Throughout the exploration I have made on behalf of the animal rights issue, the most influential changes so far in the treatment of animals are based on compassion for animals. In Simon Sinek’s design of the golden circle, he explains that when in pursuit of change, you must have passion, and a clear goal based on what you value, then strategize about ways to create eventual change. When considering how to address the treatment of farm animals in Vermont, I believe that the first step, is creating a compassionate connection between the mistreated animals in our community, and the members of the community. With a desire to seek solutions to a social issue, the next step consists of creating a comprehensive plan for the humane treatment of farm animals that follows the Five Freedoms. As many of the neighbors that I have talked to explained, the the main reason for the lack of progress in the movement to improve the treatment of farm animals in Vermont is ignorance, that people either build up around themselves, or true naiveté. As we can learn from many animal rights activists across the world, passionate social action can lead to real change in the lives of the millions of mistreated farm animals in this country.

 

Featured Image: FDR Presidential Museum and Library

Sinek, Simon. “How Great Leaders Inspire Action.” Simon Sinek: How Great Leaders Inspire Action | TED Talk, TEDx, Sept. 2015, www.ted.com/talks/simon_sinek_how_great_leaders_inspire_action.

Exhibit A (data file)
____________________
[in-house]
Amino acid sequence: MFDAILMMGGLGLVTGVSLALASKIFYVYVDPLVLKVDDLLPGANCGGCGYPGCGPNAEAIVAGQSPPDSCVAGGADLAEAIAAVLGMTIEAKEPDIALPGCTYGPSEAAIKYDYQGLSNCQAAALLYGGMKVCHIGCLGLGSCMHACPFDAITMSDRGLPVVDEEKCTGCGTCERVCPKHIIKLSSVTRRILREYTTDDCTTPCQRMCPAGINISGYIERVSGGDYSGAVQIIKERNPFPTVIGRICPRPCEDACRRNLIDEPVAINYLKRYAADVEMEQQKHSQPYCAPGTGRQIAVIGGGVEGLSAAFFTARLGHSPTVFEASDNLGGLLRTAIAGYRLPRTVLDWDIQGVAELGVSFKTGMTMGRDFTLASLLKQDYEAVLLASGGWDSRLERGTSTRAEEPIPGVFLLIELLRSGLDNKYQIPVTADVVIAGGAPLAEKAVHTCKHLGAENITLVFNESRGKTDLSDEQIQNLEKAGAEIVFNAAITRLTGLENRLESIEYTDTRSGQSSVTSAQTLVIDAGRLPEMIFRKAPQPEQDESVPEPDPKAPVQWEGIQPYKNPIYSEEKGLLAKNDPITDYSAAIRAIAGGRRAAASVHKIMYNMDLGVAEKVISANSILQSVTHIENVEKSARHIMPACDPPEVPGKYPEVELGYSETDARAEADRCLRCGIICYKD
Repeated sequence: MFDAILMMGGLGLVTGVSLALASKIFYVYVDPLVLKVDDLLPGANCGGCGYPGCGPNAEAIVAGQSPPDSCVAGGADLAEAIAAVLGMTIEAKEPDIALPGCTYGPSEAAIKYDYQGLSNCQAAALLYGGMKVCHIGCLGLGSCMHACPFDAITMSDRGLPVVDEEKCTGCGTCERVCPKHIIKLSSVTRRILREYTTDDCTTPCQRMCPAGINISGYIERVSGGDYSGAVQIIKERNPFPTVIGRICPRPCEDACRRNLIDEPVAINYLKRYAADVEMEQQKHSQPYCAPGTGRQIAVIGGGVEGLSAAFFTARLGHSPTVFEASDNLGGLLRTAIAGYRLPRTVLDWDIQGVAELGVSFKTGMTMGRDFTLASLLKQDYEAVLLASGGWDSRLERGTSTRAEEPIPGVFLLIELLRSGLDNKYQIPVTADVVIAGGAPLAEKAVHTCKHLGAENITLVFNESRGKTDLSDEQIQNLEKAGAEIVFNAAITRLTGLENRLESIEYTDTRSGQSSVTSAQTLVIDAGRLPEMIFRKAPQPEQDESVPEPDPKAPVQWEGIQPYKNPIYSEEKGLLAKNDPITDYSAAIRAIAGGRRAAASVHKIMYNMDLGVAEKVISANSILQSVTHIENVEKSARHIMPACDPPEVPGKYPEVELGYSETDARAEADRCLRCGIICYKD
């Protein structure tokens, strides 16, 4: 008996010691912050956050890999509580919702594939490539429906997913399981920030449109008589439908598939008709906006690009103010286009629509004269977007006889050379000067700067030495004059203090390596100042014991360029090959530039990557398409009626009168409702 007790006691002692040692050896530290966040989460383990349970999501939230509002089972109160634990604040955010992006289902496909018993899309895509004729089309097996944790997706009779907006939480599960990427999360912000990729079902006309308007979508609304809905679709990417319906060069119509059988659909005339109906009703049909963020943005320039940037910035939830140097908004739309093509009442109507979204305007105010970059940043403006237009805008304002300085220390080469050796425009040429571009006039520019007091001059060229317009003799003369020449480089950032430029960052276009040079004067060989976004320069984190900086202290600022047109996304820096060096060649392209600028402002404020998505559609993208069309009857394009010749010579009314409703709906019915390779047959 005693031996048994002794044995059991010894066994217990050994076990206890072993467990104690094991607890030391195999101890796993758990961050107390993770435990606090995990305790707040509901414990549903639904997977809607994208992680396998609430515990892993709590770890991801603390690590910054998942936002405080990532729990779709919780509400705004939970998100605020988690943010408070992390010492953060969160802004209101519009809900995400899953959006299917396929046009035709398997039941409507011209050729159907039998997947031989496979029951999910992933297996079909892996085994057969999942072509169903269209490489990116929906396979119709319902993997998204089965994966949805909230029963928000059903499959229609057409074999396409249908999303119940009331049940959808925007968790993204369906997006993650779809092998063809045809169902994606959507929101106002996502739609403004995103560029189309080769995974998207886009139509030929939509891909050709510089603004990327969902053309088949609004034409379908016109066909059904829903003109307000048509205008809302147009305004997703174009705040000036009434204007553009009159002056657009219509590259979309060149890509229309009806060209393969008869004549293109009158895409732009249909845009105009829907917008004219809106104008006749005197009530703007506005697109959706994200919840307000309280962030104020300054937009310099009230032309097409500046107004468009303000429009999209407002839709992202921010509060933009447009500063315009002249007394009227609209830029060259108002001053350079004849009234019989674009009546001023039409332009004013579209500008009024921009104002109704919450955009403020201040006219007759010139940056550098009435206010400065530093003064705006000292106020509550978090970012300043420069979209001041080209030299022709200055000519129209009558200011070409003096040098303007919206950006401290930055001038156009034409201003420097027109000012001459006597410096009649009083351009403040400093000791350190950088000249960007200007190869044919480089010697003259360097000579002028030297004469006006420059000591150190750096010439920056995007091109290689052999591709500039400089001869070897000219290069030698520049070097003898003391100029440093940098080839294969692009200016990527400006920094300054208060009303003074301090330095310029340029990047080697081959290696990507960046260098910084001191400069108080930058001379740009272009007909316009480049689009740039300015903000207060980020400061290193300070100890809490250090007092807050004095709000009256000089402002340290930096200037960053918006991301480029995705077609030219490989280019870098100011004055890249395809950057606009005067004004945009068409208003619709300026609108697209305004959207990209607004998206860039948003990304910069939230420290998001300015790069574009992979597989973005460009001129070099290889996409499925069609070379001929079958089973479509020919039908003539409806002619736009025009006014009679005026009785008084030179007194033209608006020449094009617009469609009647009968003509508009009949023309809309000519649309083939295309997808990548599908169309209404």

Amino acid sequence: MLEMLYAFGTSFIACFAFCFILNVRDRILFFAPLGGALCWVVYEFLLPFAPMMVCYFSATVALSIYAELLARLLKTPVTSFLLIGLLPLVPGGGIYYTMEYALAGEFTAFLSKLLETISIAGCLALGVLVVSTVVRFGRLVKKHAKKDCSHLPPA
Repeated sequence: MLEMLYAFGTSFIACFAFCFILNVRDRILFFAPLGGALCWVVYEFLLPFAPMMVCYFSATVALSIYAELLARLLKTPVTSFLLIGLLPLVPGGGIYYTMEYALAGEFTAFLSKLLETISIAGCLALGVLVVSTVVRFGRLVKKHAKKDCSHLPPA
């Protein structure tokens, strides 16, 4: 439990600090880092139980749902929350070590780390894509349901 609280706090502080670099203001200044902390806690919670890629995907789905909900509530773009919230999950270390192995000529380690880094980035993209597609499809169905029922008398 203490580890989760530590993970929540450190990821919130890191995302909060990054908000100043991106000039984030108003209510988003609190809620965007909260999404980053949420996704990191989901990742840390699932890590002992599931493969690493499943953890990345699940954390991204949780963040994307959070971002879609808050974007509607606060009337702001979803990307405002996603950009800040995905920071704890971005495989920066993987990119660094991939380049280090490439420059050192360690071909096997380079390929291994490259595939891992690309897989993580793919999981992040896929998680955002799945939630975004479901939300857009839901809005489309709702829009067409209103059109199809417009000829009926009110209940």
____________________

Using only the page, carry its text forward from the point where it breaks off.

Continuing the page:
Lena Ashooh

3 Responses to “#5 got compassion?

  • Lena,

    You make a great point about the commoditization implied by the “got milk” campaign! I love the idea of changing the script, rooting the “why” in quality and ethics, rather than mere consumption.

    I think you’re on to something with your comment about the power of learning (opposed to being taught). How might that understanding shape your project? How can you help people move toward a particular viewpoint without forcing them to draw the conclusion you want? It might be valuable to really dig into Singer’s book and explore why it was so effective. What techniques did he employ to lead people toward embracing his cause? I agree with your assessment that much of the animal rights movement has been inspired by compassion – but how do you inspire compassion for these animals, especially when many people’s compassion is firstly directed toward their struggling neighborhood farmers who are participating in this system out of economic necessity? I like how you’ve articulated your next steps, and I’m excited to see what ideas you come up with about how to generate compassion and move toward a system based on the Five Freedoms.

    Keep up the great work!

    – F

    • Hi Fallon,

      These are really great questions, and I think that you have really highlighted some of animal rights advocates biggest struggles. It is really easy to ignore some of the cruelty that happens on farms, especially when it is to terrible and graphic to understand. And when it feels like you are being targeted as someone involved in the industry. I’m definitely going to work towards promoting the audience to come to conclusions on their own, and feel like they are making decisions based on what they have learned or drawn, rather than being forced to feel a certain way.

      Thanks so much for your comment!

      Talk soon,
      Lena

  • Hi Lena and Fallon,
    I’ve fallen a bit behind in my correspondence. I have to rush off to work now, but please know I’m out here, reading and catching up, and interested in how your thoughts are progressing, Lena.
    Best,
    Tom